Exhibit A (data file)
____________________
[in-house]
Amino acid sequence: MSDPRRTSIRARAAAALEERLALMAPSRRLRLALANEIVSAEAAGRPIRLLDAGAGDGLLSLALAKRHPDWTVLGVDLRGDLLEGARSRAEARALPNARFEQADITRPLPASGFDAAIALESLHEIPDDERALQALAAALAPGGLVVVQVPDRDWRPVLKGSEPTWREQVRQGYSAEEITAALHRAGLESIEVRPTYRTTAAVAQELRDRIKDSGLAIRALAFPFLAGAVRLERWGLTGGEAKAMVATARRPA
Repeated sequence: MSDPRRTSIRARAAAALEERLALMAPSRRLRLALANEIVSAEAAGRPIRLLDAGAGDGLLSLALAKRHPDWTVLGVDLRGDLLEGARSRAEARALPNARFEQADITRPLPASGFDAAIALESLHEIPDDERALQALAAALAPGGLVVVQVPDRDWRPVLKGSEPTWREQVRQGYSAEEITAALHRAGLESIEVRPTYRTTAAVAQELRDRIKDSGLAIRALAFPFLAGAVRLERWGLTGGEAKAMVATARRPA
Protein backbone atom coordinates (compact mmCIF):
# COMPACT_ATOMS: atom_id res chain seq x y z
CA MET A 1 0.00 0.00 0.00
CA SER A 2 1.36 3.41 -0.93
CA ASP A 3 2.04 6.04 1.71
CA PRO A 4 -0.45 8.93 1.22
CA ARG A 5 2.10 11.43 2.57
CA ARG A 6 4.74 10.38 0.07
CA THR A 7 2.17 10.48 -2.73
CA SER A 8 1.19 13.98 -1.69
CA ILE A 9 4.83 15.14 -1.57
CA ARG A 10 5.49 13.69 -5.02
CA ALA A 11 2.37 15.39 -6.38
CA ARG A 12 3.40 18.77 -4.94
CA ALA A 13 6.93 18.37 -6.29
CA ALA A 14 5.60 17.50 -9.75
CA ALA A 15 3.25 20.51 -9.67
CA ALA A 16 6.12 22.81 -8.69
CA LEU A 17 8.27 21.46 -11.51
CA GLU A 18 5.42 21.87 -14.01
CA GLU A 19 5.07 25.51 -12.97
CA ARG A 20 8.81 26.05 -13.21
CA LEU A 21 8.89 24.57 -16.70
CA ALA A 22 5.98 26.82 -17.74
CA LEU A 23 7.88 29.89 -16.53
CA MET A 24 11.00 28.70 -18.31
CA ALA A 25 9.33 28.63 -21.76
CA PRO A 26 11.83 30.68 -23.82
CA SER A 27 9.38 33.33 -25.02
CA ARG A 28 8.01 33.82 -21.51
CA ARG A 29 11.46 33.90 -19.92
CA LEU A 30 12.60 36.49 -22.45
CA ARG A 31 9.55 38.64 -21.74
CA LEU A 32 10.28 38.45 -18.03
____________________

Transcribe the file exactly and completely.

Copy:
[in-house]
Amino acid sequence: MSDPRRTSIRARAAAALEERLALMAPSRRLRLALANEIVSAEAAGRPIRLLDAGAGDGLLSLALAKRHPDWTVLGVDLRGDLLEGARSRAEARALPNARFEQADITRPLPASGFDAAIALESLHEIPDDERALQALAAALAPGGLVVVQVPDRDWRPVLKGSEPTWREQVRQGYSAEEITAALHRAGLESIEVRPTYRTTAAVAQELRDRIKDSGLAIRALAFPFLAGAVRLERWGLTGGEAKAMVATARRPA
Repeated sequence: MSDPRRTSIRARAAAALEERLALMAPSRRLRLALANEIVSAEAAGRPIRLLDAGAGDGLLSLALAKRHPDWTVLGVDLRGDLLEGARSRAEARALPNARFEQADITRPLPASGFDAAIALESLHEIPDDERALQALAAALAPGGLVVVQVPDRDWRPVLKGSEPTWREQVRQGYSAEEITAALHRAGLESIEVRPTYRTTAAVAQELRDRIKDSGLAIRALAFPFLAGAVRLERWGLTGGEAKAMVATARRPA
Protein backbone atom coordinates (compact mmCIF):
# COMPACT_ATOMS: atom_id res chain seq x y z
CA MET A 1 0.00 0.00 0.00
CA SER A 2 1.36 3.41 -0.93
CA ASP A 3 2.04 6.04 1.71
CA PRO A 4 -0.45 8.93 1.22
CA ARG A 5 2.10 11.43 2.57
CA ARG A 6 4.74 10.38 0.07
CA THR A 7 2.17 10.48 -2.73
CA SER A 8 1.19 13.98 -1.69
CA ILE A 9 4.83 15.14 -1.57
CA ARG A 10 5.49 13.69 -5.02
CA ALA A 11 2.37 15.39 -6.38
CA ARG A 12 3.40 18.77 -4.94
CA ALA A 13 6.93 18.37 -6.29
CA ALA A 14 5.60 17.50 -9.75
CA ALA A 15 3.25 20.51 -9.67
CA ALA A 16 6.12 22.81 -8.69
CA LEU A 17 8.27 21.46 -11.51
CA GLU A 18 5.42 21.87 -14.01
CA GLU A 19 5.07 25.51 -12.97
CA ARG A 20 8.81 26.05 -13.21
CA LEU A 21 8.89 24.57 -16.70
CA ALA A 22 5.98 26.82 -17.74
CA LEU A 23 7.88 29.89 -16.53
CA MET A 24 11.00 28.70 -18.31
CA ALA A 25 9.33 28.63 -21.76
CA PRO A 26 11.83 30.68 -23.82
CA SER A 27 9.38 33.33 -25.02
CA ARG A 28 8.01 33.82 -21.51
CA ARG A 29 11.46 33.90 -19.92
CA LEU A 30 12.60 36.49 -22.45
CA ARG A 31 9.55 38.64 -21.74
CA LEU A 32 10.28 38.45 -18.03